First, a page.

Rh Factor of a child

Rhesus (Rh) factor

  • 10-07-2021
Rh Factor of a child

The blood type is determined by molecules on the surface of red blood cells. If the red blood cells have antigen A, then you have blood group A. If antigen B is present, your blood group is type B. In the presence of both A and B antigens, your blood group is type AB. And in the absence of these antigens, you have blood group type O.

Rh factor is a protein that is also found on the surface of red blood cells. If this protein (antigen D) is in the blood, then you have a positive Rh factor (Rh +). If this protein is not in the blood, then the Rh factor is negative. Rh positive is the most common blood type.

Taking into account the blood group according to the ABO system, as well as the Rh factor, the main blood groups can be distinguished:

  • O+, O-
  • A+, A-
  • B+, B-
  • AB+, AB-

Pregnancy and Rhesus (Rh) Factor

The presence or absence of Rh factor in the blood does not affect health in any way. However, some problems can arise during pregnancy if the mother is Rh negative, and the baby is Rh positive.

If the baby's blood enters the mother's bloodstream, Rh antibodies may be produced in the mother's blood. These antibodies can enter the placenta and attack the baby's blood cells.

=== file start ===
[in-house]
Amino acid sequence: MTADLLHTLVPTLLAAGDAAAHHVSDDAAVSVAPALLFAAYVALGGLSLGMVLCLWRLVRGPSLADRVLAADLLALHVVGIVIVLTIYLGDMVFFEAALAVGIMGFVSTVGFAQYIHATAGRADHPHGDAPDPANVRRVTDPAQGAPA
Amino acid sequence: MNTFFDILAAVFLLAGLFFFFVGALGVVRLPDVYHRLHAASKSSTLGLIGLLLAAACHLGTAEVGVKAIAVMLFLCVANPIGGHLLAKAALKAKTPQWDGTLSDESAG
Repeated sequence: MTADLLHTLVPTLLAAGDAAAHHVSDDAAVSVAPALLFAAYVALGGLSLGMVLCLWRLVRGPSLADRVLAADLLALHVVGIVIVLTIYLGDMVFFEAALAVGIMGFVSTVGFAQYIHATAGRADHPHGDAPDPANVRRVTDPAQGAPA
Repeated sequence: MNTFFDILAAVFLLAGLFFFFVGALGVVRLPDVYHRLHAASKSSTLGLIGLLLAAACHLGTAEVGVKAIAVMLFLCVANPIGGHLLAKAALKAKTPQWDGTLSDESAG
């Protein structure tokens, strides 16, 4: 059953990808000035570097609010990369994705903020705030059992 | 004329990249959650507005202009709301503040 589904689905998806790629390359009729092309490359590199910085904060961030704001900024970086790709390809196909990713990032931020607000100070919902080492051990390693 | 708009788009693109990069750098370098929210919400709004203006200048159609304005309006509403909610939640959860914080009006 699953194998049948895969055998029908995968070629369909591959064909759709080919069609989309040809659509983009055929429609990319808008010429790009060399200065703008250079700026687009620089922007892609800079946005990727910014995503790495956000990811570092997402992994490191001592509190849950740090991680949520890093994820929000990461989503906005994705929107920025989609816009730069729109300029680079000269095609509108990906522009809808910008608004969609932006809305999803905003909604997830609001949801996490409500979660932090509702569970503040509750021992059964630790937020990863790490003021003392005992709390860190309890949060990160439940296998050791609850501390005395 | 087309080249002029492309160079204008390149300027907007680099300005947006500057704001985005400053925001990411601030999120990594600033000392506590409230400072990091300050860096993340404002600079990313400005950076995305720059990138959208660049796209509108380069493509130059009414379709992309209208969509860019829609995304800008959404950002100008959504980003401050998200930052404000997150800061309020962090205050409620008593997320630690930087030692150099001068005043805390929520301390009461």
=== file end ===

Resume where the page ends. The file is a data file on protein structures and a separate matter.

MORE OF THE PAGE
Usually, the baby's and mother's blood are only mixed during childbirth. Therefore, different Rh factors in mother and child are not a problem during the first pregnancy.

In addition to childbirth, other factors, such as bleeding during pregnancy, amniocentesis, miscarriage, ectopic pregnancy, can also cause the baby's blood to enter the mother's bloodstream.


The Rh factor is inherited from parents. The child inherits a set of genes from the mother, and the same set from the father. As a result, each gene is present in two copies (alleles) passed down from each of the parents.

The allele that contains the D antigen (Rh+) is dominant. An allele that does NOT contain the D antigen (Rh-) is recessive. This means that if one person has two different alleles, then his Rh factor will still be positive, since the allele with the D antigen dominates over the allele in which this antigen is absent.

Conventionally, an allele with an antigen is denoted by a capital D, and an allele without an antigen is denoted by a small d.

For example, both the mother and father have a positive Rh factor. But each of them has different alleles responsible for the Rh factor. One allele contains the D antigen, while the other not. One of the father's alleles and one of the mother's alleles can be transmitted to the child at random.

A simple Punnett square illustrates this example:

 Punnett square. Rhesus (Rh) factor

This means that in 75% of cases, the child will have a positive Rh factor, and in 25% of cases negative Rh factor. That is, even if both parents are Rh-positive, they may have a Rh-negative baby.

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